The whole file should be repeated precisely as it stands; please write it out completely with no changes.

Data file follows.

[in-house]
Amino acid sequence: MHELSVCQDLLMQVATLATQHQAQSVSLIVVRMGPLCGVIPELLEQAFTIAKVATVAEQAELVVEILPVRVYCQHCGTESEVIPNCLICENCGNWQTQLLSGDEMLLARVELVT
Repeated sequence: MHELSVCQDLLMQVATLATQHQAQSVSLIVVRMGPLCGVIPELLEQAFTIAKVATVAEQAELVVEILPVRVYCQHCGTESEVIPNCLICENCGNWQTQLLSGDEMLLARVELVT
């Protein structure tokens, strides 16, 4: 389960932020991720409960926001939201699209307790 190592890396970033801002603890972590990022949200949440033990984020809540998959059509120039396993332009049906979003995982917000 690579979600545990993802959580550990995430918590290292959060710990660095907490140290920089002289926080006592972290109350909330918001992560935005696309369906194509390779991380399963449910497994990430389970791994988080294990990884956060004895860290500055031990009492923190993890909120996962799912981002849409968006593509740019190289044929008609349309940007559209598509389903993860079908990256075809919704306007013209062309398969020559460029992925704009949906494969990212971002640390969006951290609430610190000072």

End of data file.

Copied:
[in-house]
Amino acid sequence: MHELSVCQDLLMQVATLATQHQAQSVSLIVVRMGPLCGVIPELLEQAFTIAKVATVAEQAELVVEILPVRVYCQHCGTESEVIPNCLICENCGNWQTQLLSGDEMLLARVELVT
Repeated sequence: MHELSVCQDLLMQVATLATQHQAQSVSLIVVRMGPLCGVIPELLEQAFTIAKVATVAEQAELVVEILPVRVYCQHCGTESEVIPNCLICENCGNWQTQLLSGDEMLLARVELVT
């Protein structure tokens, strides 16, 4: 389960932020991720409960926001939201699209307790 190592890396970033801002603890972590990022949200949440033990984020809540998959059509120039396993332009049906979003995982917000 690579979600545990993802959580550990995430918590290292959060710990660095907490140290920089002289926080006592972290109350909330918001992560935005696309369906194509390779991380399963449910497994990430389970791994988080294990990884956060004895860290500055031990009492923190993890909120996962799912981002849409968006593509740019190289044929008609349309940007559209598509389903993860079908990256075809919704306007013209062309398969020559460029992925704009949906494969990212971002640390969006951290609430610190000072």